If you drafted Howard at No. 35 overall in your fantasy league this year, and you’re not a moron with the rest of your squad, you are probably winning your league. That suggests that the rater is off a bit, right? After all, Howard is a rare player who significantly helps you in four categories, just like ‘Bron, Wade and Paul and really no one else. With Dwight on your team, even if you’re punting free throws – which you don’t necessarily have to do – you’re most likely going to win blocks, you have an excellent chance in rebounding and field goal percentage and you even get 20 extra points per game. He won’t help you much in assists, steals or threes (duh), but his massive production in those other categories cannot be matched by any other player, even LeBron. Furthermore, if you’re smart, you can put more point guards and point forwards on your roster to help you with the categories Howard doesn’t excel in, while letting Dwight do the work of two centers. No, seriously. Look at this:

Taking out the shooting categories (we know Dwight has the edge in FG and a deficit in FT), here are Howard’s numbers compared to Rasheed Wallace and Al Horford’s numbers … combined.

Dwight Howard: 19.9 points, 13.6 boards, 3.7 blocks, 0.9 steals, 1.4 assists
Wallace and Horford: 23.3 points, 16.2 boards, 3.2 blocks, 1.6 steals, 4.3 assists

While ‘Sheed’s 1.9 threes are a factor as well, it’s pretty telling that it takes two very good players to just surpass the Player Rater’s 35th best guy.

If someone can please explain to me how missing free throws (again, one out of nine categories) can push a player down about 32 spots in the fantasy rankings (Nene and Jason Terry are 17th and 18th, OK!), I’d LOVE to hear it. I mean, a solid all-around player like Joe Johnson (11th on the PR) doesn’t have one number below or above 3.0, and has a minus only in the turnover category, so his 10.84 more than handles Howard’s 7.95

OK, time to bounce … I need to go frantically put together trade propositions for Howard in all three of my leagues.

In the Rankings: Week 9

Every Monday, the Lakers Basketblog checks the net to bring you the latest NBA power rankings.
This Week: 2 | Last Week: 4 | Diff: +2

The Lakers needed that win over the Celtics and they got it. And we shouldn’t overlook Tuesday’s win in New Orleans. But Jordan Farmar’s injury (he’s out two months after knee surgery) hurts, so they’ll be looking for a backup point guard.
This Week: 1 | Last Week: 3 | Diff: +2

About Adande’s theory for the Lakers’ up-and-down play in December after such a dominant November because they couldn’t get excited about anything except the Boston game: They sure made him look good.
This Week: 2 | Last Week: 3 | Diff: +1

Who should be the Lakers’ starting small forward? Vladimir Radmanovic? Trevor Ariza? Lamar Odom? Right now, it’s Luke Walton, and don’t expect a change anytime soon. The Lakers are 8-2 since coach Phil Jackson moved Walton into the starting lineup. “Luke’s a real good passer-playmaker,” Jackson said. “I felt the team was lacking that.”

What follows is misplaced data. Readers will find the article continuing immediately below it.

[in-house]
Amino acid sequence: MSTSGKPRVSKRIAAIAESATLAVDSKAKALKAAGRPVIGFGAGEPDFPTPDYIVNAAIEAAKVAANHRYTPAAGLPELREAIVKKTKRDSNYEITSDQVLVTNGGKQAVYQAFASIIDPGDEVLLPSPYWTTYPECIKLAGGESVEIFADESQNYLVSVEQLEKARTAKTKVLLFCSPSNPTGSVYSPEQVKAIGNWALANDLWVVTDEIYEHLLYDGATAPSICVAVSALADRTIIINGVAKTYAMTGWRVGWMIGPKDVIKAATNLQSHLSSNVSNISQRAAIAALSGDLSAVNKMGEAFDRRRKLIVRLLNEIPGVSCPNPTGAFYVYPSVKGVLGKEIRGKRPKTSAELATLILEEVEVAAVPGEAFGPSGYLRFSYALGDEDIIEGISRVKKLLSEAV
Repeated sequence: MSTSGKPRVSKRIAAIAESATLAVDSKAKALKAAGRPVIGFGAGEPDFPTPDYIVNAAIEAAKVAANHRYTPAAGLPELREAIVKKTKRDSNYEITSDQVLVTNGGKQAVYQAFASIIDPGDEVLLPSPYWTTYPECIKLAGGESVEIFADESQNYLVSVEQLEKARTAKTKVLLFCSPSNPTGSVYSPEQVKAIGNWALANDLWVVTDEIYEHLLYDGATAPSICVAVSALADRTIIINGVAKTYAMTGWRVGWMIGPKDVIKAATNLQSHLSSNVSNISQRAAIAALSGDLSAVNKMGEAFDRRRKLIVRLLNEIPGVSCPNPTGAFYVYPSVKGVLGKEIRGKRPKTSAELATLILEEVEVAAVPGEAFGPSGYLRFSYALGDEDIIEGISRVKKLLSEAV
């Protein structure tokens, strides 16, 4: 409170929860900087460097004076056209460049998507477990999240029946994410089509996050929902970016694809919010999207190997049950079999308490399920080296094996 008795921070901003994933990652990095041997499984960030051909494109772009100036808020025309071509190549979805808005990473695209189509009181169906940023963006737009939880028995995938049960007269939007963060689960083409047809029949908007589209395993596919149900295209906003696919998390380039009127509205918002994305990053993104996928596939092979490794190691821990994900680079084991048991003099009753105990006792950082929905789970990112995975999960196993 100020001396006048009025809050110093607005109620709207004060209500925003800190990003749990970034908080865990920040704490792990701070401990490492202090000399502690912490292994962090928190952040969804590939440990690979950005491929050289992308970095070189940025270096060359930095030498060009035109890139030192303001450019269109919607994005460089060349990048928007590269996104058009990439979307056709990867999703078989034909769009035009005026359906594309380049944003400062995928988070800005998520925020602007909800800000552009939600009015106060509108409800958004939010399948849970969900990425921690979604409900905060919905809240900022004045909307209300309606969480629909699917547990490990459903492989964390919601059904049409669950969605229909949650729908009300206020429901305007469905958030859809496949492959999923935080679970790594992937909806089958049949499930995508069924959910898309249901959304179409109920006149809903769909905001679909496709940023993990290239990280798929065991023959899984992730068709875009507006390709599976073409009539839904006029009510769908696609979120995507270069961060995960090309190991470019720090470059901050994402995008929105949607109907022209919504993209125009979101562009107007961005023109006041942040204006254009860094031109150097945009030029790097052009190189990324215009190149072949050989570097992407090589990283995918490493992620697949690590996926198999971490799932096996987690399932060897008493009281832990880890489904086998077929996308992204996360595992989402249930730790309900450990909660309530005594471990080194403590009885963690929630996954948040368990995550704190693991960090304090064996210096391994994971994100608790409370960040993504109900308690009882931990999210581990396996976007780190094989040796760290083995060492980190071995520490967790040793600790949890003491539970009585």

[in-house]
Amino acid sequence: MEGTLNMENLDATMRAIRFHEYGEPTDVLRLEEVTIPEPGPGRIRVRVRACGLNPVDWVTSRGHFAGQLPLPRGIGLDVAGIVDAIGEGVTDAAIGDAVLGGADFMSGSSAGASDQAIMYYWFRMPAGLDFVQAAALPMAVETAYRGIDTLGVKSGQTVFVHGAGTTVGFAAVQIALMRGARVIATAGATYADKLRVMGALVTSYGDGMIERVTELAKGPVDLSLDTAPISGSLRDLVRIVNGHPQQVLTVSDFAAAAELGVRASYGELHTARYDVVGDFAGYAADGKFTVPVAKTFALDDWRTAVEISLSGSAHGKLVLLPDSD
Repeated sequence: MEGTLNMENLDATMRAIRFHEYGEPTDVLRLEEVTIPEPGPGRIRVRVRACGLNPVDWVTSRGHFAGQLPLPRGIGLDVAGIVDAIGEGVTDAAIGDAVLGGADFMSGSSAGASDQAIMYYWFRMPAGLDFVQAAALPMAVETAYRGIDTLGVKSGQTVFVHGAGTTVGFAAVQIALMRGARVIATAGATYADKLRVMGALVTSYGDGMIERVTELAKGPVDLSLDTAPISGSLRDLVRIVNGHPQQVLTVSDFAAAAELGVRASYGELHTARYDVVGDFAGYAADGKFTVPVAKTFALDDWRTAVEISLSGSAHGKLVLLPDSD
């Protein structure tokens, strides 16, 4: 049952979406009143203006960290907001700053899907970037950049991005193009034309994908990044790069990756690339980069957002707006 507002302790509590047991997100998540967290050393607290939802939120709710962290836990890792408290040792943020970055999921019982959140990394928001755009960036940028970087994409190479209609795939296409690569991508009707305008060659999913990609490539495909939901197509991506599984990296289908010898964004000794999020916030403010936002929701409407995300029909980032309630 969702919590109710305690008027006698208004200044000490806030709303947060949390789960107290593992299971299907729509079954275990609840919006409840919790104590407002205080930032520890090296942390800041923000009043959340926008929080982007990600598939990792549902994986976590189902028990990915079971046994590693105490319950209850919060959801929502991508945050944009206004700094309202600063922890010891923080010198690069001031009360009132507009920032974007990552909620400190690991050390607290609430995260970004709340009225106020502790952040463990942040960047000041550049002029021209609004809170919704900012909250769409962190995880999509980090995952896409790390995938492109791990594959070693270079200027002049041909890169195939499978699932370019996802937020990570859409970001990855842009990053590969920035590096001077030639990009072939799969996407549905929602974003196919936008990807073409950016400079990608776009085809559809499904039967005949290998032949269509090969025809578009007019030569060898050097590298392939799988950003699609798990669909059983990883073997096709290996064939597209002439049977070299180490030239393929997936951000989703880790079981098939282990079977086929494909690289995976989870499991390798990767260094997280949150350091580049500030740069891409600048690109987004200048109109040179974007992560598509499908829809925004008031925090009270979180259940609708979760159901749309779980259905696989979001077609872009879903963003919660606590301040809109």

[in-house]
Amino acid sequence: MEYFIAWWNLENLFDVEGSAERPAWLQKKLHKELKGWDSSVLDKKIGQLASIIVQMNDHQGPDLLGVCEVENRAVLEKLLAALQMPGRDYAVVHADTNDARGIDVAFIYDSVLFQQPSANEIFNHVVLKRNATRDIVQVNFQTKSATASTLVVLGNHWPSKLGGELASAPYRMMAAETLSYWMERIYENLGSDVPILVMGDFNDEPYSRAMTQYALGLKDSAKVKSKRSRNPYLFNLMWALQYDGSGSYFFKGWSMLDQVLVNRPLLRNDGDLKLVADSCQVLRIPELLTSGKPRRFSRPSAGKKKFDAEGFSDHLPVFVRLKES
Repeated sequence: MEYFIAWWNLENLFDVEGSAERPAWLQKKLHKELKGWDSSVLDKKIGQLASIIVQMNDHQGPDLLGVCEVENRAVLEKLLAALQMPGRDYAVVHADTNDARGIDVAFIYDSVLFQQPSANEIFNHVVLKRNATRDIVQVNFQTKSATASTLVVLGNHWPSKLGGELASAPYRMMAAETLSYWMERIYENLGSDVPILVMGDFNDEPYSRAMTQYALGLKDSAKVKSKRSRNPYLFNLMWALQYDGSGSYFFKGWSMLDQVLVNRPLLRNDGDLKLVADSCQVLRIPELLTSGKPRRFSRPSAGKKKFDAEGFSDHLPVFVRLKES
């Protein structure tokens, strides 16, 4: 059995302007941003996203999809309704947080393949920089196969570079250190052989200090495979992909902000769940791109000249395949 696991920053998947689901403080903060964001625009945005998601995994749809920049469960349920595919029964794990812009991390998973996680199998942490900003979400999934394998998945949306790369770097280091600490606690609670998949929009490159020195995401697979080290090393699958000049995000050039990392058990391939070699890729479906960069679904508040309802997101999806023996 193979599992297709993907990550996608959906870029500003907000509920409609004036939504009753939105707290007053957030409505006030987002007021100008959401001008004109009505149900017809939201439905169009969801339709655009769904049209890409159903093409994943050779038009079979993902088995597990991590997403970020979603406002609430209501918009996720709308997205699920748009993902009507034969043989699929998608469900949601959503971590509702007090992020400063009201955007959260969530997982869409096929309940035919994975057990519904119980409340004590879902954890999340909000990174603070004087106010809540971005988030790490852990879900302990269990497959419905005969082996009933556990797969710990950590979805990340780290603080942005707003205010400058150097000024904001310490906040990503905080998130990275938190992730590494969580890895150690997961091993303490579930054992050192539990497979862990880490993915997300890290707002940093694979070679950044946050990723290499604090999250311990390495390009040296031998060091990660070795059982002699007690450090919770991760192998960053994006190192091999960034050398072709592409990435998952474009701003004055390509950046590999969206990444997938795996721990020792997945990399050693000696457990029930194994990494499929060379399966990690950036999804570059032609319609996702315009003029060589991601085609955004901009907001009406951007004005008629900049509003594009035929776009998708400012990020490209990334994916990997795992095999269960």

This Week: 3 | Last Week: 3 | Diff: N/A

Gasol shines in sweet Christmas Day revenge win over Celtics.

Average Ranking: This Week: 2 | Last Week: 3.25 | Diff: +1.25

Lakers – Warriors Postgame Quotes

Below is a look at the postgame quotes from L.A.’s 130-113 victory over the Golden State Warriors. First comes Phil Jackson, then Warriors head coach Don Nelson, followed by various Lakers and Warriors players.

Perhaps most interesting of the quotes are Nelson’s comments about LA compared with Boston:

Warriors Head Coach Don Nelson
On coming up short tonight:
“They (Lakers) did what they were supposed to do and took care of business. Let’s just say that they beat us.”

On the Lakers as a team:
“I thought they were the best team that I had seen (when we had not played them yet) and it is hard for me to say anything other than that. They have the whole package and they have a chance to win the whole thing this year.”

On who else are competitors for the finals this year:
“The other team that I saw that was really good was Orlando. I know what Boston is doing and what they did but they still have two players missing from their last team that are really important to them. They either have to get those guys back or replace them with someone because I just think that the Lakers, after a year of going to the finals are just ready; they know what it takes and they are so well coached and disciplined.”

On Kobe Bryant:
“Kobe now has a grasp on the game [after playing in last year’s finals] like no other player and he controls it when he wants to. He makes his players along side of him succeed and he is a real leader out there. I mean he has the whole package going for him; he is not just the best player in the league but probably the best leader, the way that he leads these guys and directs them and lets them succeed. He could get 50 any time he wanted, I am sure.”

On the Lakers having the whole package:
“I think that they know they are good and they know that it is a long season. They know what they need to do and they do what they are supposed to, to get a number of wins so they get the home court advantage. But the real game for them starts when the playoffs start.”
Continue reading ‘Lakers – Warriors Postgame Quotes’

Lakers 130, Warriors 113: Postgame

Post-GameSo, this one was a blowout. Even Forrest Gump could take a look at the postgame box and come to that conclusion.

But heading into Sunday’s contest against the Warriors, you had a pretty obvious recipe for a letdown game:

A: Exude maximum mental and physical effort to beat a Boston team that defeated your squad in the previous season’s NBA Finals +
B: Welcome in a team like the Warriors that plays hot potato offense and just a touch more defense than the (0-16) Detroit Lions +
C: Get a day off from practice while spending time with your family and friends for the Holidays (turkey, mashed potatoes, stuffing, apple pie and the like)

For the first 10 minutes of Sunday afternoon’s Lakers – Warriors matchup at STAPLES, an energy sap from L.A.’s X-Mas win over the Celtics was precisely what we saw … at least defensively, as the two teams put up 27 points apiece.

But it didn’t last long for the Lakers.